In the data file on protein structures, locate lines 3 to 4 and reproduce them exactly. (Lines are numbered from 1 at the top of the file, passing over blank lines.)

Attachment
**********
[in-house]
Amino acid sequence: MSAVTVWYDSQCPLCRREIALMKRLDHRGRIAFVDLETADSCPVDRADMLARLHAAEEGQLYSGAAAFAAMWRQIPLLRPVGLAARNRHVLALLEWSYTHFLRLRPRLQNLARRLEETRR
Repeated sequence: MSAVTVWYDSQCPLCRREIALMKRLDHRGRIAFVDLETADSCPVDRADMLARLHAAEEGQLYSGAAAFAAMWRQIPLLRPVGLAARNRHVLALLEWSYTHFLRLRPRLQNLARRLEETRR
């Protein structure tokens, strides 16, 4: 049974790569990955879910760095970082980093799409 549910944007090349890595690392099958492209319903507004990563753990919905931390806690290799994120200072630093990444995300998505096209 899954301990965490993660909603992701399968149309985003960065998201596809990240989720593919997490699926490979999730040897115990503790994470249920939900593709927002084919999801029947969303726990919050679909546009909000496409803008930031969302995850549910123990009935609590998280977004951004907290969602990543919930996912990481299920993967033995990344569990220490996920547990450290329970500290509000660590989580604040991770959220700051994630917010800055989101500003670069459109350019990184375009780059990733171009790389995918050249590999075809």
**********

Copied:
Repeated sequence: MSAVTVWYDSQCPLCRREIALMKRLDHRGRIAFVDLETADSCPVDRADMLARLHAAEEGQLYSGAAAFAAMWRQIPLLRPVGLAARNRHVLALLEWSYTHFLRLRPRLQNLARRLEETRR
């Protein structure tokens, strides 16, 4: 049974790569990955879910760095970082980093799409 549910944007090349890595690392099958492209319903507004990563753990919905931390806690290799994120200072630093990444995300998505096209 899954301990965490993660909603992701399968149309985003960065998201596809990240989720593919997490699926490979999730040897115990503790994470249920939900593709927002084919999801029947969303726990919050679909546009909000496409803008930031969302995850549910123990009935609590998280977004951004907290969602990543919930996912990481299920993967033995990344569990220490996920547990450290329970500290509000660590989580604040991770959220700051994630917010800055989101500003670069459109350019990184375009780059990733171009790389995918050249590999075809």